By: - July 10, 2019 12:00 am

OK: Black families of murder victims more likely to be denied aid from Oklahoma state program 

An Oklahoma state program can deny families victim aid if it is believed the victim contributed to their own death. The practice hits black families the most, data shows.

FL: Civil rights groups raise privacy concerns over post-Parkland, Florida, school security database

Civil rights groups, including the American Civil Liberties Union, the Southern Poverty Law Center and several that advocate for people with disabilities or mental illnesses, said that Florida should reevaluate its plan for creating an expansive database of student discipline and behavior.

WY: Wyoming, tribes work to allow tribal IDs for voter registration

State and tribal officials have started discussions over making it easier for voters with tribal identification to use them to vote in Wyoming. The talks follow concerns of difficulty using them to register last fall.

OR: Oregon senator must give notice before returning to the Capitol

Oregon Republican Sen. Brian Boquist can only report to the Capitol if he provides 12 hours’ notice, so that officials can arrange for additional state troopers to ensure the safety of employees and the public.

CA: New California law on police use of force awaits governor’s signature

A measure that would make California’s law governing police use of force one of the strictest in the country cleared the legislature and is on its way to Democratic Gov. Gavin Newsom’s desk. The measure, which Newsom is expected to sign, elevates California’s deadly force standard from when officers think it’s “reasonable” to only when “necessary.”

VA: Virginia gun control debate ends as Republicans adjourn session

Barely more than 90 minutes after it convened a special session called by the Democratic governor to debate gun legislation, the GOP-controlled General Assembly abruptly adjourned without taking action. The legislature will reconvene in November after an election in which all seats are on the ballot.

ME: Maine voters may face many requests for signatures

Maine voters are going to hear a lot of requests for their signatures in the months ahead, as the Secretary of State’s Office prepares to issue more than a dozen petitions for “people’s veto” campaigns to overturn newly enacted state laws.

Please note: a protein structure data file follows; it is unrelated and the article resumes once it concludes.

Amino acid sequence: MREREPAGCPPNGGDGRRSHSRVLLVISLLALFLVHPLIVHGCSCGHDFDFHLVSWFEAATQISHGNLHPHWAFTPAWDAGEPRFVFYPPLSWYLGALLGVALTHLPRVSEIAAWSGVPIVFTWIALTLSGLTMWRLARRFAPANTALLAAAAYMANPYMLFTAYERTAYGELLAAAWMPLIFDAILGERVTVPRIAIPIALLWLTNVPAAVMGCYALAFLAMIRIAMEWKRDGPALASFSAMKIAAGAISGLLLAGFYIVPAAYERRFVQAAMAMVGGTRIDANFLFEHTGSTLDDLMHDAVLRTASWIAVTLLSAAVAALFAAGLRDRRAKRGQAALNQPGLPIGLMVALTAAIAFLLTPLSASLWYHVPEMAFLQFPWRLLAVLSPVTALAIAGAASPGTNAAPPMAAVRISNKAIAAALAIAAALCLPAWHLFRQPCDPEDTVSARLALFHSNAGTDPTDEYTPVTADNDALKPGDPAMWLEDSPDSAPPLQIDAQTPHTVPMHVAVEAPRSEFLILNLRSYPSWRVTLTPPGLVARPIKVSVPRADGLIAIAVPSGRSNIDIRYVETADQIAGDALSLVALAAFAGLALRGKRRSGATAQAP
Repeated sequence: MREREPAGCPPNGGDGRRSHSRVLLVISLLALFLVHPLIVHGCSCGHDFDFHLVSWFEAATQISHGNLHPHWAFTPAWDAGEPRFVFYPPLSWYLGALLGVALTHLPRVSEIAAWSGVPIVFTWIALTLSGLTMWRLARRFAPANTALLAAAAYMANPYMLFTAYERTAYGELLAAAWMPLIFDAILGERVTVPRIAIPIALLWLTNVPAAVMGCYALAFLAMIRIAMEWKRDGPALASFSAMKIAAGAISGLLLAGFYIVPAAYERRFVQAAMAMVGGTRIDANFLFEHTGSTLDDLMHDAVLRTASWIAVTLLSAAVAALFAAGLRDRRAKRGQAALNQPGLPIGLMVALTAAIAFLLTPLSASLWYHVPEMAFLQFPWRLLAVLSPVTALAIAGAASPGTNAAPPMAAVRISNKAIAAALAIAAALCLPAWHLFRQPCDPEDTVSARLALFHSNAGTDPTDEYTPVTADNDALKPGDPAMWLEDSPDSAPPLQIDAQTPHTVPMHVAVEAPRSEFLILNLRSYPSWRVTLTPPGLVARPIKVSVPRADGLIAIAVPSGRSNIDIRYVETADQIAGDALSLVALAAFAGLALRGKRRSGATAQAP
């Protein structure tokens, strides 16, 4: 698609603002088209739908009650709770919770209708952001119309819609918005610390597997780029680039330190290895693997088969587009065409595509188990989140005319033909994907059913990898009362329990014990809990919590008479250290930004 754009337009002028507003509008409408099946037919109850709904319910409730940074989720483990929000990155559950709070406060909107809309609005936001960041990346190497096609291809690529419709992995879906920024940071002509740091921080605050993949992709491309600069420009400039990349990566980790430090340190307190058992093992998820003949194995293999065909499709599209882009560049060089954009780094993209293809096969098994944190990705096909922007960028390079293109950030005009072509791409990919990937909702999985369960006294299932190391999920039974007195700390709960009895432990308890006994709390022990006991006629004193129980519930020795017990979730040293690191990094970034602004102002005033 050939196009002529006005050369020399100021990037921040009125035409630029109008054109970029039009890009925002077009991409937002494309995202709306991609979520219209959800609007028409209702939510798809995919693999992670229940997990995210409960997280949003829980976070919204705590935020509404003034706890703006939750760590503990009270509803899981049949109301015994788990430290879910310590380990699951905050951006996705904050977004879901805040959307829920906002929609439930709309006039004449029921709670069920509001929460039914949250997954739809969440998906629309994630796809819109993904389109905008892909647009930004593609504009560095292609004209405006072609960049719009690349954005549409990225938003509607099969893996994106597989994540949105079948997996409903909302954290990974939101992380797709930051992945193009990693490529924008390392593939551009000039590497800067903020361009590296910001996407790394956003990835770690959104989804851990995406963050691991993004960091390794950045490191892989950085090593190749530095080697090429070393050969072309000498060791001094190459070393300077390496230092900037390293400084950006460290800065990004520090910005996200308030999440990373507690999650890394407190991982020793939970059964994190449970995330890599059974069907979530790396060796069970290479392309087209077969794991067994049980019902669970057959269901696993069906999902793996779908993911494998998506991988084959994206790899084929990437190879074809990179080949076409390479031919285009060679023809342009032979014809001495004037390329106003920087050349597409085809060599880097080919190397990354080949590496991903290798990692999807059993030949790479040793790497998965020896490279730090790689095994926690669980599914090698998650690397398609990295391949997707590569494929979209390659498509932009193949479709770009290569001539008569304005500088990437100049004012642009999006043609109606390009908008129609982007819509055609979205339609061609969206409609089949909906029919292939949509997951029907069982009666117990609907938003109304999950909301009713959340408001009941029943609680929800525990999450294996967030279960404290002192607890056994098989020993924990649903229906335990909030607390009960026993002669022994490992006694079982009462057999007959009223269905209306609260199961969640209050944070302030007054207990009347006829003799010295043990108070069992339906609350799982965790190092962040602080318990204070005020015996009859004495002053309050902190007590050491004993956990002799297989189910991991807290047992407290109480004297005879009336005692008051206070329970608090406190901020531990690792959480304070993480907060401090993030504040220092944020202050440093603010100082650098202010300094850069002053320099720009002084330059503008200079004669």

MN: Minnesota sees sharp drop in opioid deaths

Preliminary Minnesota figures are giving health officials hope that a two-decade epidemic has peaked. Officials credit a state education and awareness campaign, programs monitoring overprescribing of opioids, the creation of disposal sites for unused opioids and expanded access to the rescue drug naloxone.

MO: Missouri outlaws jail debt turning into jail time, following action by governor

Courts across Missouri will no longer be allowed to threaten defendants with more time behind bars if defendants fail to pay jail debts. Republican Gov. Mike Parson signed a bill that does away with hearings at which defendants must explain to a judge why they should not be locked up for failure to pay jail “board bills.” 

NJ: New Jersey governor wants to end misclassifying workers as ‘contractors’

Thousands of New Jersey workers were cheated out of millions in wages and benefits last year because their employers labeled them as independent contractors instead of employees, according to a report released by Democratic Gov. Phil Murphy’s administration. 

TX: The University of Texas soon will be free for lower-income undergrads

The University of Texas system’s governing board approved a special million distribution from its endowment, which school officials expect will fully cover the tuition and fees of students whose families earn up to ,000 in adjusted gross income a year starting in 2020.

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Stateline staff
Stateline staff

Stateline’s team of veteran journalists combines original reporting with a roundup of the latest news from sources around the country.